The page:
A Lesson from the Past Reminds Us How the Facts Are What Really Matter
By LINDA and BILL BONVIE
It was a bit like a case of déjà vu, only with a new dimension.
That was our reaction upon hearing the news that a Terminix employee had been indicted for illegally applying the highly toxic fumigation gas methyl bromide inside various residences in the U.S. Virgin Islands, including the St. John condominium resort complex where a Delaware family of four nearly died as a result back in March 2015.
As it happens, the use of methyl bromide in residential, structural and agricultural pest control, and its often deadly consequences, was the topic on which we began our writing collaboration (culminating last year in the publication of our book, Badditives!).
Only back when we first broached this particular subject in print, all those uses were still quite legal – and there being no Internet at the time, much of our information came from trade publications and old-fashioned journalistic leg-work.
(At one point, one of us had occasion to meet the late farmworkers-rights crusader Cesar Chavez asking him what he could tell us about methyl bromide, which was being used to fumigate soil. He replied, “What can you tell us about methyl bromide?”)
We subsequently wrote a number of magazine articles on the widespread application of this invisible and odorless killer, which in the early ‘90s had begun to gain notoriety not so much for its lethality but as an ozone depleter. And, yes, they included horror stories, some even worse than the one in the Virgin Islands, such as the case of the little girl who died following a “tent fumigation” of her Savannah, Georgia home, after some of the gas got trapped in her mattress.
But the piece we wrote 25 years ago was the one that proved most memorable — and all on account of its post-script, which can be taken as a kind of object lesson in today’s fractured political climate.
It was done for a slick, glossy, 440-page monthly publication called The World & I, which described itself as “A chronicle of our changing era” — one that was quite comprehensive in its range of subject matter, as well as highly informative. It was also put out by The Washington Times, a paper with a distinctly conservative political slant owned by the Unification Church and founded by its head, the Rev. Sun Myung Moon.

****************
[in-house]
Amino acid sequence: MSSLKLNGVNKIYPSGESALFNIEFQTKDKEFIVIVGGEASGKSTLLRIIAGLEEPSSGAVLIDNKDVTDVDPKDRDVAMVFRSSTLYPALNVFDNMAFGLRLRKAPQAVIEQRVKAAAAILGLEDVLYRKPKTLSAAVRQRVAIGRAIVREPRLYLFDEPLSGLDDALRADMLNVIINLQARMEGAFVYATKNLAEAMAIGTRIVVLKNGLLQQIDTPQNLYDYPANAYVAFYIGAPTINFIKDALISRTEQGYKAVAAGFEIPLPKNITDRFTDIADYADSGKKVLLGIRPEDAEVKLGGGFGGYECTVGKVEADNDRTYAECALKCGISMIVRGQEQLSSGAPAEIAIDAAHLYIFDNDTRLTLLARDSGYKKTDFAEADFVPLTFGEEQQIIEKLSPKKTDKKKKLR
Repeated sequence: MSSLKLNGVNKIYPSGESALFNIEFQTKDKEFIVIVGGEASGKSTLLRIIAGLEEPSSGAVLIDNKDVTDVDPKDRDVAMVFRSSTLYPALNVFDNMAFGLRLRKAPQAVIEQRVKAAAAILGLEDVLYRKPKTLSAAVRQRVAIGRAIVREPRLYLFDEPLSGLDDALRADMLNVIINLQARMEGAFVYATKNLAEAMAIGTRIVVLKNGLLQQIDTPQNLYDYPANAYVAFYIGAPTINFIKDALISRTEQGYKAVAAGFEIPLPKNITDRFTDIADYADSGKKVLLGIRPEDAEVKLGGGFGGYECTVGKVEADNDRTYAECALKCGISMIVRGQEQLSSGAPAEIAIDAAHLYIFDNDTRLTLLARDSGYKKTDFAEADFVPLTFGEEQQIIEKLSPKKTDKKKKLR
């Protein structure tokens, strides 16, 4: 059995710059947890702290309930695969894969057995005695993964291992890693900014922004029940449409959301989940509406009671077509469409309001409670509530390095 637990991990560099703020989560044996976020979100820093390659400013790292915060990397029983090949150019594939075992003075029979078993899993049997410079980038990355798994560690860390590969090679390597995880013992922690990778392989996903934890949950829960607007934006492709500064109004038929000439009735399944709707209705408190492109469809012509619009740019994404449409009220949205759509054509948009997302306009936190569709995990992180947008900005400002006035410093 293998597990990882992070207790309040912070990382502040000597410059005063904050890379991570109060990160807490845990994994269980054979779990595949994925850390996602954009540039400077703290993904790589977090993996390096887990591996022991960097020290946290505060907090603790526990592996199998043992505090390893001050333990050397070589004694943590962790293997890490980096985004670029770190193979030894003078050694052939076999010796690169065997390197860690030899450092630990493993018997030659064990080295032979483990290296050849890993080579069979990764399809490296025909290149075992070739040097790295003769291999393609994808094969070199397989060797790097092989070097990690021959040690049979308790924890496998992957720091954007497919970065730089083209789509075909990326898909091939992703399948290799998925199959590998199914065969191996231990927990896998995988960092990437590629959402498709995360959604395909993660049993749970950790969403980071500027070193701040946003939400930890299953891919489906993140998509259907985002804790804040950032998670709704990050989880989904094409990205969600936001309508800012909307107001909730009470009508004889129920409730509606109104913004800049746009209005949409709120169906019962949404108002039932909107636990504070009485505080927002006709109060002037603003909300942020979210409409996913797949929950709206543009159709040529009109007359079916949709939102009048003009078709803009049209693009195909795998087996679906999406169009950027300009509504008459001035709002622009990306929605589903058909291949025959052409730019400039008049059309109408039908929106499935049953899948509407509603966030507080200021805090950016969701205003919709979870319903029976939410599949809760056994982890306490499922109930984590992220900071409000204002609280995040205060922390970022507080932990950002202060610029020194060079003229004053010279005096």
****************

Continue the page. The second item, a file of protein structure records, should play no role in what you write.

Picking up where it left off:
That’s right — a magazine published by the “Moonies.”
That fact, however, had no bearing whatsoever on the content of our article, “Fallout from a Pending Phaseout,” which was based on some rather time-consuming and scrupulous research.
And one aspect of it had to do with the way methyl bromide was being used in certain large food-storage facilities, including (at the time) the Hershey chocolate plant, which in 1990 alone vented more than 40,000 pounds into the immediate environment, much of it on weekends during the summer when crowds of visitors were enjoying the attractions at nearby Hershey Park.
So were we sure that these were accurate claims, and did we have any proof? Yes, and yes. The figures and dates we cited came directly from the Environmental Protection Agency’s own “toxic release inventory,” and had been provided to the EPA by the industries themselves — statistics that could easily be obtained by a reporter or anyone else who knew of their existence.
But after the article appeared in The World & I (along with a photo of the Hershey plant), it struck us that this was the sort of information that should be of considerable interest to print and broadcast media in the Harrisburg, PA vicinity, where the Hershey Corporation and its famous amusement park are situated. And we got to wondering whether they might pick up on our “scoop.”
That was when Linda got the idea of calling them while posing as a concerned parent about to take her family to Hershey Park and inquiring if they planned to do anything with the story.